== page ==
Another serious security concern for cloud computing is the data breach, which constitutes a data breach unauthorized access to private data, loss or theft of information. Since cloud services are widely used by companies from different spheres, their clients’ data may be of any nature, including credit card information, social security number, and intellectual property. The transfer of customers’ private data to the cloud services providers’ servers means that clients no longer have full control over their privacy. For instance, in 2014, there was unauthorized access to 80 million accounts of JPMorgan customers, “A total of 76 million users’ and 7 million businesses’ personal information” (Ahmed & Litchfield, 2016, p. 83). This example shows that cloud computing services are imperfect and serious precautions and preventive measures have to be taken before moving all the important data to their servers.

Alternatives, Management and Outcome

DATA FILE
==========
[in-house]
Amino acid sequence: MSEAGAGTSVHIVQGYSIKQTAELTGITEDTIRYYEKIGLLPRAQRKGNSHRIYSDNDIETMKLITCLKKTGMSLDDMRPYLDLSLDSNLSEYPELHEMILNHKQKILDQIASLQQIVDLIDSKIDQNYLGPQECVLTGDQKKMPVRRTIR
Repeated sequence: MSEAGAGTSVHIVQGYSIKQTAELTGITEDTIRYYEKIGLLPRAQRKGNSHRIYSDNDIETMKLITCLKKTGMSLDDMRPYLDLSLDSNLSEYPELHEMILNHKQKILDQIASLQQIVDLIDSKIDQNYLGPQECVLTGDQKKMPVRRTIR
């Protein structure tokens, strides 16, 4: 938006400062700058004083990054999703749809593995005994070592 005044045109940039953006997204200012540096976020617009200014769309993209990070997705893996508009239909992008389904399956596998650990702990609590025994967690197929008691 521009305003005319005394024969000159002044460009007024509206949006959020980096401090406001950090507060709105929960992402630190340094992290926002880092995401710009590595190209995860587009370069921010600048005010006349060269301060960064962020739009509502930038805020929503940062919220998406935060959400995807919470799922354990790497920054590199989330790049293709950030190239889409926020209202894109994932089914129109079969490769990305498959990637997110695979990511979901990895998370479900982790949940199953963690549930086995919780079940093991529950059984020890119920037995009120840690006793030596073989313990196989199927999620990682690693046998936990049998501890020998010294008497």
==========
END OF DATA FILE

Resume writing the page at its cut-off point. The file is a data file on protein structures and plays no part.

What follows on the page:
It is of crucial importance for any organization to maintain a reliable framework of data policies and be aware of the most effective practices to protect their and their clients’ information. Nevertheless, the providers of cloud services themselves offer a large variety of instruments and solutions that aim at keeping the customers’ data private and inaccessible to external agents. The most widely used of these tools is two-factor authentication, a “verification technique using two means of the identification chosen from two categories” (Mohsin et al., 2017, p. 4). Yet, this type of control must be used only in situations that are non-critical, since it only prevents any unauthorized access to the data. Moreover, the alternative way that protects the information itself is encryption, and it is one of the most promising technologies nowadays. There are many studies concerning this topic, but Gai et al. (2016) have produced one of the most interesting of them.